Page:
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Chain Drug Review
June 29, 2009
PROGRAM TACKLES COST OF CARE
A program in which employers, pharmacists and people with diabetes collaborate to attempt to rein in skyrocketing diabetes-related health care costs and improve patient health shows significant promise, according to the American Pharmacists Association (APhA) Foundation.
In the Diabetes Ten City Challenge (DTCC), conducted by APhA with support from GlaxoSmithKline PLC, 30 employers in 10 cities set up a voluntary health benefit for employees, dependents and retirees with diabetes (see story on page 208 on the Midwest Business Group on Health, one of the DTCC participants).
Under the DTCC program, employers waived co-payments for diabetes medications and supplies if patients met regularly with a local pharmacist “coach” who helped them track their blood sugar levels and cholesterol and encouraged them to manage their disease through exercise, nutrition and lifestyle changes.
The specially trained pharmacists also communicated with the patients’ doctors when necessary.
Data released recently on 573 diabetes patients enrolled in the program for at least one year show that average total health care costs were reduced annually by nearly $1,100 per patient, or 7.2%, compared with projected costs without the DTCC program. Patients saved an average of $593 per year on their diabetes medications and supplies.
Major improvements in key health measures also were evident, including a 23% increase in the number of patients achieving the American Diabetes Association blood sugar level goal, an 11% increase in the number of patients reaching optimal cholesterol levels and a 39% increase in the number of patients getting their blood pressure under control.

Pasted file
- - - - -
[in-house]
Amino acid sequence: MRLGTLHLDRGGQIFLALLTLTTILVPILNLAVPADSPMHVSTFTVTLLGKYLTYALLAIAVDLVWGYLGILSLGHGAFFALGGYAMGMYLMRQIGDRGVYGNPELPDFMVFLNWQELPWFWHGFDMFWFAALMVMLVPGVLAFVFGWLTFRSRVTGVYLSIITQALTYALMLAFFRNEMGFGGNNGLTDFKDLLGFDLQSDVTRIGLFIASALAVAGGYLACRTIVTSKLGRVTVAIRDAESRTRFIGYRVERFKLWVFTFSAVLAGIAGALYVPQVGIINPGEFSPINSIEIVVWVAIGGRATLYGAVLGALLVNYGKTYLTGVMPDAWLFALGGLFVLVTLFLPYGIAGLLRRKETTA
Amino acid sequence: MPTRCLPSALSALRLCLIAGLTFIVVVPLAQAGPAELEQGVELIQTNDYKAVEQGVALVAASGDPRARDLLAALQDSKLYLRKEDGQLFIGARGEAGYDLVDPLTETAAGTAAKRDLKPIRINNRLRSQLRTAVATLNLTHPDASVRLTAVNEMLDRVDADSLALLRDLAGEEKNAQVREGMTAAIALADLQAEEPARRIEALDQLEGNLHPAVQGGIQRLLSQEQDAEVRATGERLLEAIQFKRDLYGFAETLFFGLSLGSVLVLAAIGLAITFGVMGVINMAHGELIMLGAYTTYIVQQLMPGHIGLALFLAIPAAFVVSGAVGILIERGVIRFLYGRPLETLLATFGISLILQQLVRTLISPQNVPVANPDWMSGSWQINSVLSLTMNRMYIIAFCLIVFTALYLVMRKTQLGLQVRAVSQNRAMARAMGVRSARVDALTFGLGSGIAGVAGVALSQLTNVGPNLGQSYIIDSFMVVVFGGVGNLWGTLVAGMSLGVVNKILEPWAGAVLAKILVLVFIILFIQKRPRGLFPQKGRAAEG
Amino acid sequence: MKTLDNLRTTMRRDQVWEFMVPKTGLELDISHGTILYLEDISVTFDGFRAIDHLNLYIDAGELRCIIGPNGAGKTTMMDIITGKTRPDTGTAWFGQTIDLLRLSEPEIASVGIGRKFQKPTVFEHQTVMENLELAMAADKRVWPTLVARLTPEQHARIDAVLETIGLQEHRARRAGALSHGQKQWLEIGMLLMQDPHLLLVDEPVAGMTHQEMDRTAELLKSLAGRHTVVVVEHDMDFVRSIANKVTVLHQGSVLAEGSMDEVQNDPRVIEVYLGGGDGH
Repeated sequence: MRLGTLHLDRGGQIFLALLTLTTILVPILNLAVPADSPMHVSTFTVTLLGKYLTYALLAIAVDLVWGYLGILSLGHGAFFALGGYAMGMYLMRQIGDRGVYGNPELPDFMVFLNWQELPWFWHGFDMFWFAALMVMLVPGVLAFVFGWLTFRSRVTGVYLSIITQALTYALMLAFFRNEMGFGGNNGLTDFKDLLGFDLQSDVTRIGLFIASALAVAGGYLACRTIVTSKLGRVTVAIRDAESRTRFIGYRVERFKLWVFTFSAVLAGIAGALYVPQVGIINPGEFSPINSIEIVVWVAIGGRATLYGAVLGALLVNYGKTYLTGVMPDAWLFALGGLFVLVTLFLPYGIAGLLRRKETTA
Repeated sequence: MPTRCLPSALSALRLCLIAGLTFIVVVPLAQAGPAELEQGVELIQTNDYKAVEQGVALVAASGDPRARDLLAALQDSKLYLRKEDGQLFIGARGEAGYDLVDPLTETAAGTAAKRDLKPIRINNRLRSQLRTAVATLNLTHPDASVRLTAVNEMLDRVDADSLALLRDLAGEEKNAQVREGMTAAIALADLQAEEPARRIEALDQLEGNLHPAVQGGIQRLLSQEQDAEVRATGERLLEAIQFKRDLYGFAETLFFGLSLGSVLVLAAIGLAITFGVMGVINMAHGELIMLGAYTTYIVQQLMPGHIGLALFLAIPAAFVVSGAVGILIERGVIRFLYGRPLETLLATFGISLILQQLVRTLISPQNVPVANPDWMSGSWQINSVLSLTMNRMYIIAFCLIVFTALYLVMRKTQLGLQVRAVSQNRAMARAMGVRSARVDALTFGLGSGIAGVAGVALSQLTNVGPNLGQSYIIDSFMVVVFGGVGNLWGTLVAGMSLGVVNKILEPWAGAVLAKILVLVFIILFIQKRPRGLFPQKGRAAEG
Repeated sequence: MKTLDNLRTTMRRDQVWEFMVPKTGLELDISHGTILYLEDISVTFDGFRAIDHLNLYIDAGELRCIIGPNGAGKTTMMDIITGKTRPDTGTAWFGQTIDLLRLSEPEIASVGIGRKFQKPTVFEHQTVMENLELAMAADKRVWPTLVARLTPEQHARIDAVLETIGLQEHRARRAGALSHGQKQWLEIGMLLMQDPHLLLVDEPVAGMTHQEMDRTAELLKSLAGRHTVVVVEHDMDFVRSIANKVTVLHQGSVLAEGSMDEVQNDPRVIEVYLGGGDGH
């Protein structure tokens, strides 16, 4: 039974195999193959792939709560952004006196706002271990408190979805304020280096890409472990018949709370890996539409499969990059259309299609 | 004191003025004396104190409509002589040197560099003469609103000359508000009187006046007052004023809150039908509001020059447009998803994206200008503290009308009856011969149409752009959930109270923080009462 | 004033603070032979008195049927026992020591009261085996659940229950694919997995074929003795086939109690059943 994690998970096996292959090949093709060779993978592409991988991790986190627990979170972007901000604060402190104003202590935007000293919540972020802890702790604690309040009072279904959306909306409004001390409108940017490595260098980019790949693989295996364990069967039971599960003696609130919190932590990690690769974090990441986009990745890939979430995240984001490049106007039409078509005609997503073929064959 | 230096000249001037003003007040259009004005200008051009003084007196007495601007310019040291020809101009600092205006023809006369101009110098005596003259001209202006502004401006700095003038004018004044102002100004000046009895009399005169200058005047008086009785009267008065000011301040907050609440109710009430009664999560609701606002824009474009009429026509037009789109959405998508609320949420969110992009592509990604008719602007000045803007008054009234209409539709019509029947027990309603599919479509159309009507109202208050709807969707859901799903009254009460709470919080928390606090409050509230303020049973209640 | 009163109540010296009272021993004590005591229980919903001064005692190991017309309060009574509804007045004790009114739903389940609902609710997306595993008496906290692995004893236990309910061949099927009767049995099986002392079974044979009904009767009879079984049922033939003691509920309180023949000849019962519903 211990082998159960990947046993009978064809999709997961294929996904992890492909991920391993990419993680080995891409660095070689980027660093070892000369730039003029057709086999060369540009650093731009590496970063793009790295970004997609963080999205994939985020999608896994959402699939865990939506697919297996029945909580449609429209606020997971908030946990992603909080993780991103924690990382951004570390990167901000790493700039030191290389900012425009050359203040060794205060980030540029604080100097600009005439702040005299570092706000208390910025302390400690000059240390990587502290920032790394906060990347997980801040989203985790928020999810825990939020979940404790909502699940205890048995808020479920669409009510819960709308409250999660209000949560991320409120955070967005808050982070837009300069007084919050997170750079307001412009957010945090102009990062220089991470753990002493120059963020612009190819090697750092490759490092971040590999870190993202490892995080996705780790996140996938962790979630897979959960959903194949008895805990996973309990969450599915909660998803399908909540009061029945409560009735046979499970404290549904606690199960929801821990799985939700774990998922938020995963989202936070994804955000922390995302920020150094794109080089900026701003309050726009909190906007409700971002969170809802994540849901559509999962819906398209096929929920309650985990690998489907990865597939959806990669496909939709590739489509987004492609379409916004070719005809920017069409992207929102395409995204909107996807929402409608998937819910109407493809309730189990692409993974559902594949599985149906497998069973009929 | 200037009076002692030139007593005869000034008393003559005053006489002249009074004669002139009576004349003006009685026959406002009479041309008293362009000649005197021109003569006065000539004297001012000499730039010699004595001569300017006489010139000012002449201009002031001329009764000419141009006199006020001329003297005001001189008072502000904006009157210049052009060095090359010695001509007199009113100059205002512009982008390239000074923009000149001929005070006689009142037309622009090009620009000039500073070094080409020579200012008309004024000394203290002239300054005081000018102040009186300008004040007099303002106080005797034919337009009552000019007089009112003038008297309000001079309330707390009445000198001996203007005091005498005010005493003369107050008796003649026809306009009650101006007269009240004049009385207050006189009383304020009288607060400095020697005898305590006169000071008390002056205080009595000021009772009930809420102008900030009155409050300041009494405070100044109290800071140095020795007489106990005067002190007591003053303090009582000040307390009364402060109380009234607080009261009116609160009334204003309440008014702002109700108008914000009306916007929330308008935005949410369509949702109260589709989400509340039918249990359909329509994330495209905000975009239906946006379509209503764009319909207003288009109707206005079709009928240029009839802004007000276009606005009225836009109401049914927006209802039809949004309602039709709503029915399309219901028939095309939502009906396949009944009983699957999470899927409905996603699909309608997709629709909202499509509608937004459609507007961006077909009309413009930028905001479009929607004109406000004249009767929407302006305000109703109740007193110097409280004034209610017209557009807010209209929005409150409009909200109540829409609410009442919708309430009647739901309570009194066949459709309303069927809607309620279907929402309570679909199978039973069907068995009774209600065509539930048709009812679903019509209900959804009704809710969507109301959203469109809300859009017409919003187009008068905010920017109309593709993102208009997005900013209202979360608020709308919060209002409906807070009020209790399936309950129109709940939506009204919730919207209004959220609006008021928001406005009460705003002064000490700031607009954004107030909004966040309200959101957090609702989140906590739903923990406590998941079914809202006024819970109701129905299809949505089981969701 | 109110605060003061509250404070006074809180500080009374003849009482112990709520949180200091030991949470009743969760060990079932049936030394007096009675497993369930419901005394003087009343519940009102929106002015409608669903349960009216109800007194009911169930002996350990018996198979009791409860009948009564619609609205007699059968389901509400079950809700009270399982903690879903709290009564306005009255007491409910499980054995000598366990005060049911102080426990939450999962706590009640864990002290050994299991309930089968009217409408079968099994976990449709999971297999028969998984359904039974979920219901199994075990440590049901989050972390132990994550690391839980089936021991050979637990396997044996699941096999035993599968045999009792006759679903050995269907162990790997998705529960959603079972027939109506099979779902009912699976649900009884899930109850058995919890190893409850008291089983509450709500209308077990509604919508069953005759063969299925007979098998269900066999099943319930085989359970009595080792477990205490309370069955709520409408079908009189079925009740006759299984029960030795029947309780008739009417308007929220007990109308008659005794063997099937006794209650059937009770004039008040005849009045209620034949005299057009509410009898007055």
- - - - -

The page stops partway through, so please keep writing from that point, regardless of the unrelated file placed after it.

Study results appear in the May/June issue of the Journal of the American Pharmacists Association.
The DTCC model is being implemented through HealthMapRx, a program started by the APhA Foundation in 2007 for diabetes and other chronic diseases. HealthMapRx is now a partnership of the Foundation and Mirixa Corp.
The nonprofit Midwest Business Group on Health (MBGH) has announced first-year results of Taking Control of Your Health (TCYH), an employer-based diabetes management program. The results indicate high satisfaction, cost savings and improvement in key clinical indicators used to measure how well a patient is managing diabetes.
MBGH was one of 30 groups throughout the country that participated in the Diabetes Ten City Challenge.
Under the TCYH program, the employers realized a savings of $1,467 per participant in just one year, or $126,162 for all 86 participants, compared with projected costs for diabetics not in the program. Average total health care costs for participants declined by almost $625.
With over 200 participating patients, TCYH is open to covered employees, dependents and retirees from employer members of MBTH. It has three elements: employers reduce or waive co-pays for diabetic drugs and supplies; patients sign an agreement committing themselves to education and face-to-face coaching on diabetes self-management in return for reduced drug costs; and pharmacists are trained as diabetes coaches to assist patients.